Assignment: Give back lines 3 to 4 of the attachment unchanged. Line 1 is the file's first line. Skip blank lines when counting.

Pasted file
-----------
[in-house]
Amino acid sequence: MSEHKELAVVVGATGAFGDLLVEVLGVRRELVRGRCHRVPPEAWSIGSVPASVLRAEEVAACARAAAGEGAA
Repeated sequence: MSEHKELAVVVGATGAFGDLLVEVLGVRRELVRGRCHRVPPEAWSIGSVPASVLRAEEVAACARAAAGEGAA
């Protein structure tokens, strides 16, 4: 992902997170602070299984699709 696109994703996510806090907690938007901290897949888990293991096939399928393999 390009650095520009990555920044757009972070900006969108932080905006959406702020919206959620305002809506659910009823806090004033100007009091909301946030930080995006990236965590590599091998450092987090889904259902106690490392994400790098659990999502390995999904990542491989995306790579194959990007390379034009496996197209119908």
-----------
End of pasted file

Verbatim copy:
Repeated sequence: MSEHKELAVVVGATGAFGDLLVEVLGVRRELVRGRCHRVPPEAWSIGSVPASVLRAEEVAACARAAAGEGAA
């Protein structure tokens, strides 16, 4: 992902997170602070299984699709 696109994703996510806090907690938007901290897949888990293991096939399928393999 390009650095520009990555920044757009972070900006969108932080905006959406702020919206959620305002809506659910009823806090004033100007009091909301946030930080995006990236965590590599091998450092987090889904259902106690490392994400790098659990999502390995999904990542491989995306790579194959990007390379034009496996197209119908």